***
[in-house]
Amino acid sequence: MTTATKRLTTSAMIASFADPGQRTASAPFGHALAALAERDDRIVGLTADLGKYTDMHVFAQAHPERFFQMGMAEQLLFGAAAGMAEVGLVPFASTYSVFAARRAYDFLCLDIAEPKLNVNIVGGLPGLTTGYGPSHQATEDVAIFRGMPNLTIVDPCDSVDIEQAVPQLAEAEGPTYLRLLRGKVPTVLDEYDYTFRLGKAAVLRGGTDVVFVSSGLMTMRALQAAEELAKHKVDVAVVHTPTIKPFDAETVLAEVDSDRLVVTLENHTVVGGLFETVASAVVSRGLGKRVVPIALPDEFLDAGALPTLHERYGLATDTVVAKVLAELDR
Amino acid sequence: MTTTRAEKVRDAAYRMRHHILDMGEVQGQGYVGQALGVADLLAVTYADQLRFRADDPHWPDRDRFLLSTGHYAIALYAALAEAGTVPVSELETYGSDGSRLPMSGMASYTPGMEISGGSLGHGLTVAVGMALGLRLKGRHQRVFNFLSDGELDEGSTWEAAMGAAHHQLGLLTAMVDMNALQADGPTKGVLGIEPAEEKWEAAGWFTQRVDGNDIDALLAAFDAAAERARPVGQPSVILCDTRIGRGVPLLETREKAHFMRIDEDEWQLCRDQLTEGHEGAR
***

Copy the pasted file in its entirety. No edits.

[in-house]
Amino acid sequence: MTTATKRLTTSAMIASFADPGQRTASAPFGHALAALAERDDRIVGLTADLGKYTDMHVFAQAHPERFFQMGMAEQLLFGAAAGMAEVGLVPFASTYSVFAARRAYDFLCLDIAEPKLNVNIVGGLPGLTTGYGPSHQATEDVAIFRGMPNLTIVDPCDSVDIEQAVPQLAEAEGPTYLRLLRGKVPTVLDEYDYTFRLGKAAVLRGGTDVVFVSSGLMTMRALQAAEELAKHKVDVAVVHTPTIKPFDAETVLAEVDSDRLVVTLENHTVVGGLFETVASAVVSRGLGKRVVPIALPDEFLDAGALPTLHERYGLATDTVVAKVLAELDR
Amino acid sequence: MTTTRAEKVRDAAYRMRHHILDMGEVQGQGYVGQALGVADLLAVTYADQLRFRADDPHWPDRDRFLLSTGHYAIALYAALAEAGTVPVSELETYGSDGSRLPMSGMASYTPGMEISGGSLGHGLTVAVGMALGLRLKGRHQRVFNFLSDGELDEGSTWEAAMGAAHHQLGLLTAMVDMNALQADGPTKGVLGIEPAEEKWEAAGWFTQRVDGNDIDALLAAFDAAAERARPVGQPSVILCDTRIGRGVPLLETREKAHFMRIDEDEWQLCRDQLTEGHEGAR